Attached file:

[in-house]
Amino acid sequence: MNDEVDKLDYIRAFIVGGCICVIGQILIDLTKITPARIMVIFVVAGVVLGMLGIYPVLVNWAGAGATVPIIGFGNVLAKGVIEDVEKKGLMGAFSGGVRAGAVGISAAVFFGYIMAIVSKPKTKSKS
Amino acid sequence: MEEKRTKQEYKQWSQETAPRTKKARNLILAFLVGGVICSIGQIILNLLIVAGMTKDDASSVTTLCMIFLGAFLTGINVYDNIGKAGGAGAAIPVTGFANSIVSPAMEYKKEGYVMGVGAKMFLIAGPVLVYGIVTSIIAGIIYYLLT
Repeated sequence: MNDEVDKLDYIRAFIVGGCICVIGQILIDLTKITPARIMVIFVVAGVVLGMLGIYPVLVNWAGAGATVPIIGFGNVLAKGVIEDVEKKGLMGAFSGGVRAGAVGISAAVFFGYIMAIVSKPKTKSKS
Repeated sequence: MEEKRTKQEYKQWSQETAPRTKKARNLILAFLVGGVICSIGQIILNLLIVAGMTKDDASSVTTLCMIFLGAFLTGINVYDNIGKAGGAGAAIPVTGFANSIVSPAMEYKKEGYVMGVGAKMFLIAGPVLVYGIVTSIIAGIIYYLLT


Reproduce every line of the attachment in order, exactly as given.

[in-house]
Amino acid sequence: MNDEVDKLDYIRAFIVGGCICVIGQILIDLTKITPARIMVIFVVAGVVLGMLGIYPVLVNWAGAGATVPIIGFGNVLAKGVIEDVEKKGLMGAFSGGVRAGAVGISAAVFFGYIMAIVSKPKTKSKS
Amino acid sequence: MEEKRTKQEYKQWSQETAPRTKKARNLILAFLVGGVICSIGQIILNLLIVAGMTKDDASSVTTLCMIFLGAFLTGINVYDNIGKAGGAGAAIPVTGFANSIVSPAMEYKKEGYVMGVGAKMFLIAGPVLVYGIVTSIIAGIIYYLLT
Repeated sequence: MNDEVDKLDYIRAFIVGGCICVIGQILIDLTKITPARIMVIFVVAGVVLGMLGIYPVLVNWAGAGATVPIIGFGNVLAKGVIEDVEKKGLMGAFSGGVRAGAVGISAAVFFGYIMAIVSKPKTKSKS
Repeated sequence: MEEKRTKQEYKQWSQETAPRTKKARNLILAFLVGGVICSIGQIILNLLIVAGMTKDDASSVTTLCMIFLGAFLTGINVYDNIGKAGGAGAAIPVTGFANSIVSPAMEYKKEGYVMGVGAKMFLIAGPVLVYGIVTSIIAGIIYYLLT